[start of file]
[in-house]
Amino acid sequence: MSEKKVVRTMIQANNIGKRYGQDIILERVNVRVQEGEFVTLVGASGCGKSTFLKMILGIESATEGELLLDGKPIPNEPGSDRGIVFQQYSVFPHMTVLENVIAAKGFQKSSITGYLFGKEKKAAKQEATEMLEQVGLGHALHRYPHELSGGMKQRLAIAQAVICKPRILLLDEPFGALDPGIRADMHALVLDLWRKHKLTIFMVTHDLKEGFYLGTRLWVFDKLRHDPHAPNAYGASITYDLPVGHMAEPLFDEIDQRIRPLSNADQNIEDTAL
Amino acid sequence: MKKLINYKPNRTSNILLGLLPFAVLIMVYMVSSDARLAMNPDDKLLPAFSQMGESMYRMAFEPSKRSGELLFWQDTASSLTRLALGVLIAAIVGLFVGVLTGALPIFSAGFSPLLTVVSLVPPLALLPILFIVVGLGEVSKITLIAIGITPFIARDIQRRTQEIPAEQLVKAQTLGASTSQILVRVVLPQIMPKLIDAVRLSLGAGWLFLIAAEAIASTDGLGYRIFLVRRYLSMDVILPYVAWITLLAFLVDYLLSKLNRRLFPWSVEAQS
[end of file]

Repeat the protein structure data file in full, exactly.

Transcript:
[in-house]
Amino acid sequence: MSEKKVVRTMIQANNIGKRYGQDIILERVNVRVQEGEFVTLVGASGCGKSTFLKMILGIESATEGELLLDGKPIPNEPGSDRGIVFQQYSVFPHMTVLENVIAAKGFQKSSITGYLFGKEKKAAKQEATEMLEQVGLGHALHRYPHELSGGMKQRLAIAQAVICKPRILLLDEPFGALDPGIRADMHALVLDLWRKHKLTIFMVTHDLKEGFYLGTRLWVFDKLRHDPHAPNAYGASITYDLPVGHMAEPLFDEIDQRIRPLSNADQNIEDTAL
Amino acid sequence: MKKLINYKPNRTSNILLGLLPFAVLIMVYMVSSDARLAMNPDDKLLPAFSQMGESMYRMAFEPSKRSGELLFWQDTASSLTRLALGVLIAAIVGLFVGVLTGALPIFSAGFSPLLTVVSLVPPLALLPILFIVVGLGEVSKITLIAIGITPFIARDIQRRTQEIPAEQLVKAQTLGASTSQILVRVVLPQIMPKLIDAVRLSLGAGWLFLIAAEAIASTDGLGYRIFLVRRYLSMDVILPYVAWITLLAFLVDYLLSKLNRRLFPWSVEAQS